How to seal bottles with wax
Sealing bottles with wax is easy, and it really adds a touch of exclusivity to high end bottled products.
Here you can find how to use our bottle sealing wax, with some “tricks of the trade” to get some special effects.
Preparation is key. Set up your environment safely, with space for dipped and un-dipped bottles.
Set the bottles with their tear off strips.
Once your bottles are ready, you can melt your wax in a “bain marie” (the wax is in a pot that is itself within a pot full of boiling water) or with a professional wax melting pot.
The dip itself can be relatively quick, but you can experiment with different dipping times to achieve different effects. The longer is the dip, the thicker will be the wax coating.
Multiple dips are possible, to achieve different effects and increase the wax thickness.
Temperature control is quite important, so melting directly on a flame or cooking hob is not advisable. Ideally, a dedicated wax pot should be used.
The wax temperature influences the thickness of the wax coating of your bottle. Hotter wax will result in a thinner coating, while colder wax will produce a thicker wax layer.
It is recommended that minimal stirring is carried out during the melting process. Excessive stirring can cause air bubbles to be trapped.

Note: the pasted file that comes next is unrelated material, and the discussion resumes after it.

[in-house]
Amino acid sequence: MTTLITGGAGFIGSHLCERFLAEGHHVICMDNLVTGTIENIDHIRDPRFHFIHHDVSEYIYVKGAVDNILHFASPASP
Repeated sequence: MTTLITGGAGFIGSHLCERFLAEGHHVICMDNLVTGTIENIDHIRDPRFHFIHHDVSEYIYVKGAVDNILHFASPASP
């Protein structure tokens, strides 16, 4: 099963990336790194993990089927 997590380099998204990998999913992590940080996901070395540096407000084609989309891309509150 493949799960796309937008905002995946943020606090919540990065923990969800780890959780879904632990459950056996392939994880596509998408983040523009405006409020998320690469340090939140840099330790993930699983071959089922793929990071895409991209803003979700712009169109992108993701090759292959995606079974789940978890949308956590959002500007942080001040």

The working temperature of British Wax 1944 Bottle Sealing Wax is approx. 80°C. Avoid overheating the wax, if there is any sign of smoke coming off, then it is clearly too hot. If being heated to 80°C, the wax can be reheated 3 or 4 times without any significant effects on the performance of the wax of the wax.
Usually, you will need 0.01kg of bottle sealing wax per 1 bottle. 1 kg of bottle sealing wax should be enough to seal 100 bottles.
Yet, if you are planning to dip your bottles twice, or if you are planning to cover all the neck down to the “shoulder” of the bottle, you might end up using more wax. As with all the wax applications, testing is recommended.
On paper, any bottle can be dipped in bottle sealing wax. But can the bottle be easily opened afterwards? When planning to dip your bottles in wax you must think about how to enable consumers to open your bottle. Different types of corks and caps can result in different looks and feel.
Some manufacturers have successfully used bottle dipping wax with crown bottle caps. In this case, the simple action of opening the bottle with a bottle opener will remove the bottle sealing wax. If the liquid in the bottle is under pressure, like beer could be, the release of gas from the bottle will help preventing wax from falling into the bottle.
The vast majority of our clients use our bottle wax to seal wine bottles with a traditional flush natural or synthetic cork. Natural cork might release some air when waxed, producing unwanted bubbles.
Usually, the action of the corkscrew is enough to break the wax seal and it’s not necessary to use knives or other tools to open the bottle. Yet, we would recommend to apply a ribbon tear strip around the top of the bottle. Once the bottle is dipped in wax, the ribbon will be hidden other than a little tab popping through the wax. Pulling the tab will allow your client to cut through the wax and prepare the bottle for a clean opening.
Some manufacturers have experimented with resealable caps and corks. Bottle sealing wax is quite resistant, and it can be used for such application. Yet, regardless you test the use of bottle sealing wax